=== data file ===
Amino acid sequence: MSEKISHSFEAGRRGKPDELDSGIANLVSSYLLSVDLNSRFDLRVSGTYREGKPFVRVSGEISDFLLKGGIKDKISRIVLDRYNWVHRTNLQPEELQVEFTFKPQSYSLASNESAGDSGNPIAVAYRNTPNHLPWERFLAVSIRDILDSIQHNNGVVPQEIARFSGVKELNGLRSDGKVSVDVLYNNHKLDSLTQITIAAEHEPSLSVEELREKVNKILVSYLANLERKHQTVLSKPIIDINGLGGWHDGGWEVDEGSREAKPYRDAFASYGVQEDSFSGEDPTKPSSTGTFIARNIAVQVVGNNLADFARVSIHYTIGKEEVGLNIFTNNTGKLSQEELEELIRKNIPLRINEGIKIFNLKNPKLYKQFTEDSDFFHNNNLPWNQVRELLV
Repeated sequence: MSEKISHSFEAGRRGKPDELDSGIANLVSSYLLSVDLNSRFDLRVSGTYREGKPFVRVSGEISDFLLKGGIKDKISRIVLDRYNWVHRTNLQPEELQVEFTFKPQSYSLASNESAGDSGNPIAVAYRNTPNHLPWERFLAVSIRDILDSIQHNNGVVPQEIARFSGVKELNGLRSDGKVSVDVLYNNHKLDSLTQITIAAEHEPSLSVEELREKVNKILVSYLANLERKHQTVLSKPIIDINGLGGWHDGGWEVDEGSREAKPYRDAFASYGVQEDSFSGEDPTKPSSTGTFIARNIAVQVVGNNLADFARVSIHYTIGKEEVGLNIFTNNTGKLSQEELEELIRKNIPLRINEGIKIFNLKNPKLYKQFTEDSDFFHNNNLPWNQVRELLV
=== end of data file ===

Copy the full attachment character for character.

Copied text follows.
Amino acid sequence: MSEKISHSFEAGRRGKPDELDSGIANLVSSYLLSVDLNSRFDLRVSGTYREGKPFVRVSGEISDFLLKGGIKDKISRIVLDRYNWVHRTNLQPEELQVEFTFKPQSYSLASNESAGDSGNPIAVAYRNTPNHLPWERFLAVSIRDILDSIQHNNGVVPQEIARFSGVKELNGLRSDGKVSVDVLYNNHKLDSLTQITIAAEHEPSLSVEELREKVNKILVSYLANLERKHQTVLSKPIIDINGLGGWHDGGWEVDEGSREAKPYRDAFASYGVQEDSFSGEDPTKPSSTGTFIARNIAVQVVGNNLADFARVSIHYTIGKEEVGLNIFTNNTGKLSQEELEELIRKNIPLRINEGIKIFNLKNPKLYKQFTEDSDFFHNNNLPWNQVRELLV
Repeated sequence: MSEKISHSFEAGRRGKPDELDSGIANLVSSYLLSVDLNSRFDLRVSGTYREGKPFVRVSGEISDFLLKGGIKDKISRIVLDRYNWVHRTNLQPEELQVEFTFKPQSYSLASNESAGDSGNPIAVAYRNTPNHLPWERFLAVSIRDILDSIQHNNGVVPQEIARFSGVKELNGLRSDGKVSVDVLYNNHKLDSLTQITIAAEHEPSLSVEELREKVNKILVSYLANLERKHQTVLSKPIIDINGLGGWHDGGWEVDEGSREAKPYRDAFASYGVQEDSFSGEDPTKPSSTGTFIARNIAVQVVGNNLADFARVSIHYTIGKEEVGLNIFTNNTGKLSQEELEELIRKNIPLRINEGIKIFNLKNPKLYKQFTEDSDFFHNNNLPWNQVRELLV